On Appeal from the United States District Court for the Middle District of Pennsylvania (Scranton) (D.C. Civil No. 83-1167).
This action was brought pursuant to 42 U.S.C. § 1983 by Richard Oare, the administrator of Aleta V. Bailey's estate, and by Cameron C. R. Bailey, father of Aleta V. Bailey, against York County, York County Children and Youth Services (YCCYS), and Ora G. Gruver, the agency's administrator, In the complaint plaintiffs allege that Aleta Bailey's death from child abuse was the result of the actions of defendants who thereby deprived Aleta Bailey and her father of their constitutional rights.
The facts, as set forth in the complaint, are that five-year-old Aleta lived with her mother, Jo Ellen Bailey Naylor, and Larry Hake, Naylor's "paramour and cohabitant". On January 3, 1982 carol Anne Stough and Theresa Tobling, relatives of Aleta, found severe bruises and other evidence of abuse on the child's body. On January 11, Tobling discovered additional bruises and telephoned the Child Hotline. On the same day another relative notified the police of the same information.
The next day, Beverly Mackerath, a YCCYS employee, took Aleta to York Hospital where the examining physician advised Mackerath that Hake's actions in striking Aleta were excessive, that he should not have access tot he child, and that she should be taken from her mother if necessary to deny Hake access to her. That same day, Aleta was released from the hospital and placed with Carol Adams, her mother's aunt. Mackerath told Naylor that she had twenty-four hours to make arrangements for Hake to move from her home and that after arrangements were made to deny Hake access to Aleta, she would be returned to Naylor's custody and control.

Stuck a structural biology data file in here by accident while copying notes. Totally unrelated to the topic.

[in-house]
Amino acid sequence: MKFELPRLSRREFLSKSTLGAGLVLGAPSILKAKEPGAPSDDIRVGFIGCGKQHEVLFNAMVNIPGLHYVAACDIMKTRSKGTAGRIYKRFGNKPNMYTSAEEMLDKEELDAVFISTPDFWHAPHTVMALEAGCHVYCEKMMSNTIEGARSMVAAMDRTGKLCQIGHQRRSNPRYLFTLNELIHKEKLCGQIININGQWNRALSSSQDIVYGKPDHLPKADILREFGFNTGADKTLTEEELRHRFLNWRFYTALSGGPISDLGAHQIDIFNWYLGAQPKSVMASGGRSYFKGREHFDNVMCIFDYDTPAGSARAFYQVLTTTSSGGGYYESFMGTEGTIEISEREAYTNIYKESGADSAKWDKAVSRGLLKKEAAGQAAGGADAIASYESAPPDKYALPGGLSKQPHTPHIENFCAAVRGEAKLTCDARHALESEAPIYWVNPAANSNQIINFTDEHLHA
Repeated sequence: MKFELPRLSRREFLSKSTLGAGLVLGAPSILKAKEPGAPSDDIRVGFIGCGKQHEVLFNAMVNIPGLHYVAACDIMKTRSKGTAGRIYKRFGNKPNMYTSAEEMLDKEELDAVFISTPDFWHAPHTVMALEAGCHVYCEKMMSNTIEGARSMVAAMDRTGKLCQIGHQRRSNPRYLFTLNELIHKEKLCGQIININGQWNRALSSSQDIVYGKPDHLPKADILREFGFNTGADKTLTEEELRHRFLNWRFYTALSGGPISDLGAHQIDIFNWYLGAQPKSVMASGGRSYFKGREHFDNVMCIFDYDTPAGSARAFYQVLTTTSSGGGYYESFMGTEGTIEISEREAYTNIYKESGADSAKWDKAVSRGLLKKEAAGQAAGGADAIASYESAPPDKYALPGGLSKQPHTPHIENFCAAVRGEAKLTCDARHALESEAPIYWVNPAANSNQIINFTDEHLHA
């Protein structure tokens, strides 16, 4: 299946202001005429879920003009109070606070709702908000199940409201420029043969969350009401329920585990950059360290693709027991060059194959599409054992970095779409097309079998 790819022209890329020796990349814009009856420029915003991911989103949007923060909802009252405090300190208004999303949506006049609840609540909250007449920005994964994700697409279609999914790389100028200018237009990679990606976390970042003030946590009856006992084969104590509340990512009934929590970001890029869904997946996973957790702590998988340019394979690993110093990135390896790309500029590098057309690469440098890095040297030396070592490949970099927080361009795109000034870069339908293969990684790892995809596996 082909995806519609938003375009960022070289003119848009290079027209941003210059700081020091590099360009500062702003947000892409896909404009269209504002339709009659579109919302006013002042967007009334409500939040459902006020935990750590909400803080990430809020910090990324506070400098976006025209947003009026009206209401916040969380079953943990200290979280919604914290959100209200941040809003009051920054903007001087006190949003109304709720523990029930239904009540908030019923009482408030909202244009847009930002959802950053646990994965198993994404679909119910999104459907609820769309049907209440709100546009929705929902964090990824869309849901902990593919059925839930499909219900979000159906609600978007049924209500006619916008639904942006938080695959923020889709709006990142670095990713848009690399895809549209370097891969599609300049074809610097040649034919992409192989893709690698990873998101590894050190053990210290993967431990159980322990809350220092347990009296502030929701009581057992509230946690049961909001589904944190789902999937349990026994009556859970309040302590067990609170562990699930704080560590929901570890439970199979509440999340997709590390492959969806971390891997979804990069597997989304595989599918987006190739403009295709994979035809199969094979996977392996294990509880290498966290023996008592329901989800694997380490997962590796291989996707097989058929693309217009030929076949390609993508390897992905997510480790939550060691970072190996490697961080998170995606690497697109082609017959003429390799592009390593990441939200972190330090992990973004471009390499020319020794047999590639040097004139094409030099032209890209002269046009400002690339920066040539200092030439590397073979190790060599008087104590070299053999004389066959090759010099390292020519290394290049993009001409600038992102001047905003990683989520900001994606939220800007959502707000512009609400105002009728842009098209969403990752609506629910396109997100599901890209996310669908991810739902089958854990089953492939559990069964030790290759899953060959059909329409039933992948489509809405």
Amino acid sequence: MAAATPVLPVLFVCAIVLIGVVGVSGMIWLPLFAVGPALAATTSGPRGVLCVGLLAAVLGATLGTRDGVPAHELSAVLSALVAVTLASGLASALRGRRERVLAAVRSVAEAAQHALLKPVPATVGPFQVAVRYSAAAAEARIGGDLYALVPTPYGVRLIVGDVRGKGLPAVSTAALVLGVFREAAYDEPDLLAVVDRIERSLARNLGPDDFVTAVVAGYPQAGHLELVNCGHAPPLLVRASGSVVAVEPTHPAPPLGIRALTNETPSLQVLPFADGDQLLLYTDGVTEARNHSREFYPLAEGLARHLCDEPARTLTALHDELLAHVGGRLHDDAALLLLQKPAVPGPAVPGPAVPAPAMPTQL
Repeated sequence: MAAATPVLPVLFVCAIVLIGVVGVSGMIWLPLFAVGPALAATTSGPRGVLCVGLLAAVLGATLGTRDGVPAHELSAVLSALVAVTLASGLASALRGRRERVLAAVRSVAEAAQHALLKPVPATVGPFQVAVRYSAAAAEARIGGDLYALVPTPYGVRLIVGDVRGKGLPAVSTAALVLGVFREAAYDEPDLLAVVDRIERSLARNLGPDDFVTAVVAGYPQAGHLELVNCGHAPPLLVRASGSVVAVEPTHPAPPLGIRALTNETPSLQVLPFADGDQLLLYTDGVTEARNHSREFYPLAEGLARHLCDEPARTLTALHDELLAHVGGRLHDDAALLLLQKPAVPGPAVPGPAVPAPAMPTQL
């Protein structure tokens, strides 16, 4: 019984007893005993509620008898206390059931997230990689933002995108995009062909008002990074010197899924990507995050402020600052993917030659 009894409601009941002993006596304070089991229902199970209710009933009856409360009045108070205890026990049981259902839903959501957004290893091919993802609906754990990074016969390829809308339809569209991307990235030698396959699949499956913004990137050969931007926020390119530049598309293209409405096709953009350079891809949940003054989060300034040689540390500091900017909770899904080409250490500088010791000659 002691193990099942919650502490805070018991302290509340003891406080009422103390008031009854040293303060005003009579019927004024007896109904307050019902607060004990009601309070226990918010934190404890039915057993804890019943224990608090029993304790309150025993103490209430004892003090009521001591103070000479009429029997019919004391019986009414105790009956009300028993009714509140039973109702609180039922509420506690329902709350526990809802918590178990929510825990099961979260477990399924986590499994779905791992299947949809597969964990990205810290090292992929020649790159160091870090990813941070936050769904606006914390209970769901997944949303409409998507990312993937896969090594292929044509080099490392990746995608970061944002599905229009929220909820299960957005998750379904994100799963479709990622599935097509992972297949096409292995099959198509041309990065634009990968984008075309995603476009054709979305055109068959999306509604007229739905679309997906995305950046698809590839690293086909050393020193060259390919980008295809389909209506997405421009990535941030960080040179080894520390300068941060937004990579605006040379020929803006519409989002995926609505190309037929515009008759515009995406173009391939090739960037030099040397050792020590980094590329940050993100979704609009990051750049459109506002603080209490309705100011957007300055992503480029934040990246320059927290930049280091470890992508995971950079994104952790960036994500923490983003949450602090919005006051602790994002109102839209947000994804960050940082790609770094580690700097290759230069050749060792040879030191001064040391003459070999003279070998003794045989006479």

The next night, YCCYS returned Aleta to her mother's custody. The complaint alleges that YCCYS undertook no independent investigation to determine the whereabouts of Aleta, Naylor, and Hake, and that they lived together both on a farm and in Naylor's home within the county. A month later Aleta dies from physical injuries inflicted in her by Hake and her mother.*fn1
In the complaint, plaintiffs allege that YCCYS disregarded the advice of the examining physician and treated Aleta, her mother, and Hake as a family unit, and failed to invoke the procedures of the state's Child Protective Services Law, 11 Pa. Cons. Stat. Ann. §§ 2208, 2223 (Purdon Supp. 1984). These sections provide a mechanism for judicial determination of the necessity for protective custody of abused children and appointment of a guardian ad litem for the child.
The complaint further alleges that YCCYS established, accepted and used "defective institutional policies and/or procedures"; that the County of York failed to properly evaluate the performance, policies and procedures of the agency and its director; and that Ora G. Gruver, the director, abused her position and power by establishing, accepting and employing the policies and procedures. As a result, the defendants are alleged to have deprived Aleta of her constitutional rights to counsel n.2 (FOOTNOTE OMITTED) and to life and to have deprived her father of his constitutional right to parenthood.
Defendants filed answers to the complaint denying most of the factual allegations and setting forth numerous affirmative defenses. During discovery, defendants filed motions to dismiss arguing, inter alia, that plaintiffs failed to state a claim upon which relied cold be granted, and that they were entitled to immunity on a variety of grounds.